I found kits a missed blessing. I liked the basic concept and the idea behind several (perhaps, even most) of the Fighter kits, but the implementation left me cold (with the exception of recommended proficiencies). I felt they suffered from the hodge podge nature of D&D and the lack of GURPS 3e and Hero System's advantages/disadvantages.Kits, however, left me somewhat cold. My eyes quickly learned to shift immediately toward the end of each listing, where it outlined what mechanical benefits you gained and what drawbacks you had to accept in exchange for them. I also quickly learned to glance at the proficiencies section (both which ones you had to take in order to use the kit, and which ones it gave you for free), but the rest of it was quite secondary to my mind, and not just in terms of skills…that’s a pun, y’all (since each kit has a “Secondary Skills” section, in case you used those instead of proficiencies; both were technically optional under the AD&D 2E rules, but the former were quickly forgotten by almost everyone, while the latter kept inching their way closer to being mandatory parts of the game).
When 3e came out with feats, I thought 2e Fighter kits could be better implemented under 3e. Unfortunatly, we got a deluge of PRCs, Jame's Drisoll's adaptations of the Complete Fighter's Handbook to 5e and his implementing kits through quickbuilds with recommended skill and tool proficiencies and recommened feats (some newly created for his document) worked much better for me than 2e kits.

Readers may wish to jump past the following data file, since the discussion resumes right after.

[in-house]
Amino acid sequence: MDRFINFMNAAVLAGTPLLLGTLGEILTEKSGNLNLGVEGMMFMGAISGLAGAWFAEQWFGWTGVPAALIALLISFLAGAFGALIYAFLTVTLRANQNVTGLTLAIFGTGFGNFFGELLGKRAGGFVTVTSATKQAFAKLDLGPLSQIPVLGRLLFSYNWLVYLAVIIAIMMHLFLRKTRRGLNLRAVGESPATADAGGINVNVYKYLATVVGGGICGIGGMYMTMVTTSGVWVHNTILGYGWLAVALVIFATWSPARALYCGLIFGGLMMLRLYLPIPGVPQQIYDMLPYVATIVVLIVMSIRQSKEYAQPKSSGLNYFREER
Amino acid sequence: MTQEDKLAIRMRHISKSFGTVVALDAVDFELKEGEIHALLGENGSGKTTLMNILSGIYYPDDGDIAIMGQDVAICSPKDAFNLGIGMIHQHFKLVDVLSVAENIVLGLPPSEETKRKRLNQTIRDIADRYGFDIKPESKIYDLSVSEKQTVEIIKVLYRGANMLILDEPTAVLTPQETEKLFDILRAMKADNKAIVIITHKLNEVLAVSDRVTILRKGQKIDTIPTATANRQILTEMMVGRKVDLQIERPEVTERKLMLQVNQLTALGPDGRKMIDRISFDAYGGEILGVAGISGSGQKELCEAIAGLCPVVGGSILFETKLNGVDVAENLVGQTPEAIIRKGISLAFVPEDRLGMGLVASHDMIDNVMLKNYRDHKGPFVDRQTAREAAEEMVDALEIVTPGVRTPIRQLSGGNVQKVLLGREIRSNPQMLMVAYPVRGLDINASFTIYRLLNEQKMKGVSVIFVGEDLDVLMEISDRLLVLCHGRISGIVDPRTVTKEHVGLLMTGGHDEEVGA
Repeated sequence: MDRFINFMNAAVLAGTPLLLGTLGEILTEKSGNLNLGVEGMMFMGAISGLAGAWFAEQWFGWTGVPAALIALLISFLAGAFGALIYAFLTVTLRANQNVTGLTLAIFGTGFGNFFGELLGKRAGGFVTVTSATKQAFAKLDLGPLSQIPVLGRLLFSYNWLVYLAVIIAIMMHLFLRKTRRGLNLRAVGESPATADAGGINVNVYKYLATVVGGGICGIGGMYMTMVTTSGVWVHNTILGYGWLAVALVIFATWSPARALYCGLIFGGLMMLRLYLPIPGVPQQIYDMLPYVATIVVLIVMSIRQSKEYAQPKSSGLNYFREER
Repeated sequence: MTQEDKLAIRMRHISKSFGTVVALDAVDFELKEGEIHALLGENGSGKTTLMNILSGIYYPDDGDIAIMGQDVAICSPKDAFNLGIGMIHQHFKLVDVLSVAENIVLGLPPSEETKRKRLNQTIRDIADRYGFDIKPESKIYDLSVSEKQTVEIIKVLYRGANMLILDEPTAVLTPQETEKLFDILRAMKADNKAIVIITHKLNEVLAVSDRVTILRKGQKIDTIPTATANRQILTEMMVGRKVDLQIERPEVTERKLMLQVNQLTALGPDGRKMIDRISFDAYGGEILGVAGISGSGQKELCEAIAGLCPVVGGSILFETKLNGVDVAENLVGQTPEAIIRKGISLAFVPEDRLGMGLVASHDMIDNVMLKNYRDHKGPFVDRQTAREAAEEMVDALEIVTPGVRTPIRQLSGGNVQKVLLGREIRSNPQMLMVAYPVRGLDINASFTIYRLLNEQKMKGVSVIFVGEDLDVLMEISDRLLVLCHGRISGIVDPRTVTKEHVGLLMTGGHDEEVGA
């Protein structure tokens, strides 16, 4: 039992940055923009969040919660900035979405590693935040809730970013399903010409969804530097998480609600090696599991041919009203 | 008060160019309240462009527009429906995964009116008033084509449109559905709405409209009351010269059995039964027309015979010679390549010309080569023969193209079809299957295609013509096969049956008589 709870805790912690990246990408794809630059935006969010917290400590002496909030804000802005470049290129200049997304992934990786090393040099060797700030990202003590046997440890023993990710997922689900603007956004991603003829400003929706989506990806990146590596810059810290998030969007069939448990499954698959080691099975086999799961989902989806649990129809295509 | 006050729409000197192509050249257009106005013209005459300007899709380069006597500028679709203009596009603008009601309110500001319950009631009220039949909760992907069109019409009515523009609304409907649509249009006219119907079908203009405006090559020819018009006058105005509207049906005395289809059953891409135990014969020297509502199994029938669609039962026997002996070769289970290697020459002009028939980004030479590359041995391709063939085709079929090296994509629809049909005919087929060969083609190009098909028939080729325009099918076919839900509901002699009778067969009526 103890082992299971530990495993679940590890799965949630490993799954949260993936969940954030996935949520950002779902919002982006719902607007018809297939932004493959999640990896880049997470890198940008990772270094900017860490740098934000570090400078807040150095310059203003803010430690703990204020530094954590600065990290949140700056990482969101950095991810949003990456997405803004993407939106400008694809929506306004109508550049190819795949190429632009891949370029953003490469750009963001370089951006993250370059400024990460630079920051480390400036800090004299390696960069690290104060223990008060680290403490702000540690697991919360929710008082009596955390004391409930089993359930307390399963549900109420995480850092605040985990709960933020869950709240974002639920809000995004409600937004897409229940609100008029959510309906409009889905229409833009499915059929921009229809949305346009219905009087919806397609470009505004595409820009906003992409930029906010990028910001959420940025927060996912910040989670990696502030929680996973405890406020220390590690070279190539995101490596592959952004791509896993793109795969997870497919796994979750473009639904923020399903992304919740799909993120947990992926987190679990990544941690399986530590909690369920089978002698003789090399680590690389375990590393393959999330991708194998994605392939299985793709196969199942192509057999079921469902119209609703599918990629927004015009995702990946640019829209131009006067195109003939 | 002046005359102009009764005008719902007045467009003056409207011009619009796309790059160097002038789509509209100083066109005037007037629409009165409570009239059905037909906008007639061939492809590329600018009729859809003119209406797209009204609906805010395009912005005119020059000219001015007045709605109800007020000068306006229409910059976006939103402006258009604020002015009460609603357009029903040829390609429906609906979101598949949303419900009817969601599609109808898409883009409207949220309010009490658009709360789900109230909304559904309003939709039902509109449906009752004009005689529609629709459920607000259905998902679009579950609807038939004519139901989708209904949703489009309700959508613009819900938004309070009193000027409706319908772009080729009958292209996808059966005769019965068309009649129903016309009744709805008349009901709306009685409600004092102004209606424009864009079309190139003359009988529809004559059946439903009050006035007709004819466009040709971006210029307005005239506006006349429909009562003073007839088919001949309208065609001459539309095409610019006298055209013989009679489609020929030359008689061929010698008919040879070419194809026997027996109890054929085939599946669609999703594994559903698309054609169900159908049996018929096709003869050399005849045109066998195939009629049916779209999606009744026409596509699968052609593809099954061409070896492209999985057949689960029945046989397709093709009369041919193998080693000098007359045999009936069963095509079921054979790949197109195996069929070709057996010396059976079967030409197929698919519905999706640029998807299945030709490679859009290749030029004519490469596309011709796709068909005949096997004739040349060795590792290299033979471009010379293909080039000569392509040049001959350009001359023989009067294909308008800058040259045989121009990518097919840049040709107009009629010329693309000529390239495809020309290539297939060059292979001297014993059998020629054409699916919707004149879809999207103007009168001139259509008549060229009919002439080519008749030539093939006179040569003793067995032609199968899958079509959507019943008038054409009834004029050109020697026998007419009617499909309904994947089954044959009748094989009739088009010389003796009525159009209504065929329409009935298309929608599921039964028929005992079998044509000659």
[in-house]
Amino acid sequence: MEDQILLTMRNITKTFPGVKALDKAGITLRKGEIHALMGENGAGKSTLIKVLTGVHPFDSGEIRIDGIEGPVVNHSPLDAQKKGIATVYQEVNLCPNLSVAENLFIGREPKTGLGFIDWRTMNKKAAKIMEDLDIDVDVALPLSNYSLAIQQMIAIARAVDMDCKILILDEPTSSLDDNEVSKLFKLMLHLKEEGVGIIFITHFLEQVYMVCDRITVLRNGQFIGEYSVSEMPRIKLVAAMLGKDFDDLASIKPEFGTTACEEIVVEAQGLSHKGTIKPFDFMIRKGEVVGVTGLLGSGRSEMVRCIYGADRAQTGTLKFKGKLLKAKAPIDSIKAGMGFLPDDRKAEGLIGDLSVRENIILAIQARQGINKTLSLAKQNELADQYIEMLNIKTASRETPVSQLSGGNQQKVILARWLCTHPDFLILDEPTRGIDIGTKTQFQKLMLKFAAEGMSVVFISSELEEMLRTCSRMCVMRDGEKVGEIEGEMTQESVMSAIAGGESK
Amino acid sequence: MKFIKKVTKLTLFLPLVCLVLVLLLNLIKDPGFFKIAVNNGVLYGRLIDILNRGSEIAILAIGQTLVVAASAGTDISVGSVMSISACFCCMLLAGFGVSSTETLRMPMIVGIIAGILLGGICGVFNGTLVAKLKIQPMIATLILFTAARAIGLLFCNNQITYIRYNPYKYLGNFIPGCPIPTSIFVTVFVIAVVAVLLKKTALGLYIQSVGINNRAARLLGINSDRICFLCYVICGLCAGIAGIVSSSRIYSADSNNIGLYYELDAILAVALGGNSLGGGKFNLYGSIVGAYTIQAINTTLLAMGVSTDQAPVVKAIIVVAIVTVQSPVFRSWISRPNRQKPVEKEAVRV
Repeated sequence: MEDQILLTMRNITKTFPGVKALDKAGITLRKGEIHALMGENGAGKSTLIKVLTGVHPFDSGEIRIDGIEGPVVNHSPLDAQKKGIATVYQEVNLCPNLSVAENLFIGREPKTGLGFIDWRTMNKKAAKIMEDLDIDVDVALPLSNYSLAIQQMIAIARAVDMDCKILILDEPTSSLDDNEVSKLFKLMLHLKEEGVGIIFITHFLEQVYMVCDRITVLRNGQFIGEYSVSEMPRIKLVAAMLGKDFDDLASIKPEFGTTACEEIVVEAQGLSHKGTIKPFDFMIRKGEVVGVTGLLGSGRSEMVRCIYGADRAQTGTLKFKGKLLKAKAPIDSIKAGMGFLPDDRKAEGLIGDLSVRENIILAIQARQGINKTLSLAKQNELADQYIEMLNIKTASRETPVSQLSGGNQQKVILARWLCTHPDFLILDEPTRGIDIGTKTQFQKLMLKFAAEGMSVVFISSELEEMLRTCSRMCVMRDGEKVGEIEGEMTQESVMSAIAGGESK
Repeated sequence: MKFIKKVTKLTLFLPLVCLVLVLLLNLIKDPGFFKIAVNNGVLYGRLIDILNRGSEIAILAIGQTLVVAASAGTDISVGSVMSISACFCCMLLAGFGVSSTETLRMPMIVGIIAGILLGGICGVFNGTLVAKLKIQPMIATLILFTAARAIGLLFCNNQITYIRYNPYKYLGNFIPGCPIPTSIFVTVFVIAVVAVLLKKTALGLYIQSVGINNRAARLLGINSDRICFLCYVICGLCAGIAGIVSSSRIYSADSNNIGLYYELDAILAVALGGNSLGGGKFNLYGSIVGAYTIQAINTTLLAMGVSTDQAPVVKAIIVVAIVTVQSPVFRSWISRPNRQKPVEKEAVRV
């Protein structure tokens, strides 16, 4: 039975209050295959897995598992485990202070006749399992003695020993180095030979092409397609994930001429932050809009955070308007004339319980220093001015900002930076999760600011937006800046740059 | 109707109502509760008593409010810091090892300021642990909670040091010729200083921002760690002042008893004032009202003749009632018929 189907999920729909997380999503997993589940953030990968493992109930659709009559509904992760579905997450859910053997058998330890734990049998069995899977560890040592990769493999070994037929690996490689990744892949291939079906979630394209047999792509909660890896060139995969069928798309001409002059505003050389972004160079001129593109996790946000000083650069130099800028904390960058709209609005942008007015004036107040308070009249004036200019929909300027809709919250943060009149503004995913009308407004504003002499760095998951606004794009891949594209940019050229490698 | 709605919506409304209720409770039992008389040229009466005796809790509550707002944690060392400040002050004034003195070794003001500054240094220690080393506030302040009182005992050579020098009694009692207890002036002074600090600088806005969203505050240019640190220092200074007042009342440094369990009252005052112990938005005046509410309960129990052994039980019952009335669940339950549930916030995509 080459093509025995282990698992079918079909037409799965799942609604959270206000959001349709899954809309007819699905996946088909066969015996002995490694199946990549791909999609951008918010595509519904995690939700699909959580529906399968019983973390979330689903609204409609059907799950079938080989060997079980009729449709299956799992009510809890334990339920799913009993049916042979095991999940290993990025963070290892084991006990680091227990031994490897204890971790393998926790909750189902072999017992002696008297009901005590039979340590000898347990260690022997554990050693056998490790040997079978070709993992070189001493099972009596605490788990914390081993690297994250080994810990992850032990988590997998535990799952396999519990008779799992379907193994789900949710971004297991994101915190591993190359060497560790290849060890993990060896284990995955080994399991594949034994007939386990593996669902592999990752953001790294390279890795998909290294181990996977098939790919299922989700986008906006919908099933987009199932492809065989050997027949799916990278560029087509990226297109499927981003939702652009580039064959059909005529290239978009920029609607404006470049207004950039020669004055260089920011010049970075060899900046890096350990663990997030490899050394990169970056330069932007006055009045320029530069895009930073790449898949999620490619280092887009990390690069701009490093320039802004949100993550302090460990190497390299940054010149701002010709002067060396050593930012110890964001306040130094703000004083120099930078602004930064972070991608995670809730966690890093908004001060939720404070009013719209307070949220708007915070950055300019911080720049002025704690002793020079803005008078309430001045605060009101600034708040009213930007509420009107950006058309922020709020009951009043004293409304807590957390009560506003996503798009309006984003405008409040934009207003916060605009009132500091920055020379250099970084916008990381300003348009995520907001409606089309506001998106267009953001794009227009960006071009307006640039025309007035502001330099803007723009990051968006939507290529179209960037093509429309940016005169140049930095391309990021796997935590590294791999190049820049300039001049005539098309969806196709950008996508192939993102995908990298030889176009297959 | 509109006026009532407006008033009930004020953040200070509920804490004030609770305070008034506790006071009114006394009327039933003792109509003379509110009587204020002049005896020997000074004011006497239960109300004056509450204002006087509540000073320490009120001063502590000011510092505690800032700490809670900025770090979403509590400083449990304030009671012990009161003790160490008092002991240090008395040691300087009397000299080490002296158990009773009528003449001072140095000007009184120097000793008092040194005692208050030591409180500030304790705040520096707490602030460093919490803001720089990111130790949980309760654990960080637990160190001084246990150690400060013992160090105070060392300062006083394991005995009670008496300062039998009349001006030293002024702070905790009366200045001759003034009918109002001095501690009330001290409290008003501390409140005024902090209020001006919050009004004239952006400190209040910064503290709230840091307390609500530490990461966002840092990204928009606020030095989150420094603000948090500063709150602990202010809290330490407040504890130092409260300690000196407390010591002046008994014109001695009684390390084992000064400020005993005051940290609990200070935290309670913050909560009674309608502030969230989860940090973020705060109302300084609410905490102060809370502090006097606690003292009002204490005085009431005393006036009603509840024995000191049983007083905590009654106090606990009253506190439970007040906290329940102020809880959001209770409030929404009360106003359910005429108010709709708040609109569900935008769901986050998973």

I gave the associated charts a look and, while they were simpler and, to me, more user friendly than their 1e counterparts, I was very disappointed. They might have been my least favorite part of the bookI actually did make an effort to learn this book’s “punching, wrestling, and martial arts” maneuvers, absolutely none of which has stayed in my mind through to now. I can only assume I did this because my younger self saw “martial arts” and immediately dove in. As it stands, this was nothing like the wuxia-flavored fighters, ninjas, or monks that we’d see later (or, for that matter, in AD&D 1E). Even so, I eagerly lapped it up.
I remember being ok with the hit location rules, but I don't recall us using them (or, maybe, they came up once or twice). The tournament rules and jousing, however, were welcome for our group as we had moved out of the dungeon for much of our game. There were short dungeon crawls, but as much time was spent above ground and in villages, towns, and courts as was spent fighting both invading hordes (often undead) and a pissed of wizard's guild hunting the party.The same couldn’t be said for things like the hit location rules or the outline for tournaments. The former struck me as too cumbersome even then, and the latter just seemed boring. Why would my fighter be winning a jousting tournament instead of exploring ancient tombs and battling goblin hordes?